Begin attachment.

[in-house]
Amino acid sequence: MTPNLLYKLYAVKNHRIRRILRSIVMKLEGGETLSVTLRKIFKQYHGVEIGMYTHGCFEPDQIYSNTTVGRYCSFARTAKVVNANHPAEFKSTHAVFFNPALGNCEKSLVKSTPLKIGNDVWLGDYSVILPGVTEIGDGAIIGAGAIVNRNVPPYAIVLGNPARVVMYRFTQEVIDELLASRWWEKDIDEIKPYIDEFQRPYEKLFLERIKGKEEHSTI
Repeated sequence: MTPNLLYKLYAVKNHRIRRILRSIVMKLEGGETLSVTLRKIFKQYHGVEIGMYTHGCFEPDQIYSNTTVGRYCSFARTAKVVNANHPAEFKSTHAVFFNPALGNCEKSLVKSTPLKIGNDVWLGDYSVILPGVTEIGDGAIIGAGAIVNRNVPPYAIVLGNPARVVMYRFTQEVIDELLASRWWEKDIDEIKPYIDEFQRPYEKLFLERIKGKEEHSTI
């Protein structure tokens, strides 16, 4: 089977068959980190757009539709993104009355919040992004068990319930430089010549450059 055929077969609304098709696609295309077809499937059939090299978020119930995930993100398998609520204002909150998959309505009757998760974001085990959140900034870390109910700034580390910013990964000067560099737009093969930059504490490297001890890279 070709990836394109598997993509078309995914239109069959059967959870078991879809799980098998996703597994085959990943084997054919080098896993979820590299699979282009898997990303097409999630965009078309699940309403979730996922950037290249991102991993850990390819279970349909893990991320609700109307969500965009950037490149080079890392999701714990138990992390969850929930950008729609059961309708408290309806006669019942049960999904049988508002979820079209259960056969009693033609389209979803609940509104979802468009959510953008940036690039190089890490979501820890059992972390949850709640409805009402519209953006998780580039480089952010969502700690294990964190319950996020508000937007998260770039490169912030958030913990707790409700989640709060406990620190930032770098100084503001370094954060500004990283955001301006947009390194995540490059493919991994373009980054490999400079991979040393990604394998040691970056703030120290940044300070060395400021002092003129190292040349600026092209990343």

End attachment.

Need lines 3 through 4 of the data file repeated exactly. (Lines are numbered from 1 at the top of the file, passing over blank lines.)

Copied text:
Repeated sequence: MTPNLLYKLYAVKNHRIRRILRSIVMKLEGGETLSVTLRKIFKQYHGVEIGMYTHGCFEPDQIYSNTTVGRYCSFARTAKVVNANHPAEFKSTHAVFFNPALGNCEKSLVKSTPLKIGNDVWLGDYSVILPGVTEIGDGAIIGAGAIVNRNVPPYAIVLGNPARVVMYRFTQEVIDELLASRWWEKDIDEIKPYIDEFQRPYEKLFLERIKGKEEHSTI
């Protein structure tokens, strides 16, 4: 089977068959980190757009539709993104009355919040992004068990319930430089010549450059 055929077969609304098709696609295309077809499937059939090299978020119930995930993100398998609520204002909150998959309505009757998760974001085990959140900034870390109910700034580390910013990964000067560099737009093969930059504490490297001890890279 070709990836394109598997993509078309995914239109069959059967959870078991879809799980098998996703597994085959990943084997054919080098896993979820590299699979282009898997990303097409999630965009078309699940309403979730996922950037290249991102991993850990390819279970349909893990991320609700109307969500965009950037490149080079890392999701714990138990992390969850929930950008729609059961309708408290309806006669019942049960999904049988508002979820079209259960056969009693033609389209979803609940509104979802468009959510953008940036690039190089890490979501820890059992972390949850709640409805009402519209953006998780580039480089952010969502700690294990964190319950996020508000937007998260770039490169912030958030913990707790409700989640709060406990620190930032770098100084503001370094954060500004990283955001301006947009390194995540490059493919991994373009980054490999400079991979040393990604394998040691970056703030120290940044300070060395400021002092003129190292040349600026092209990343």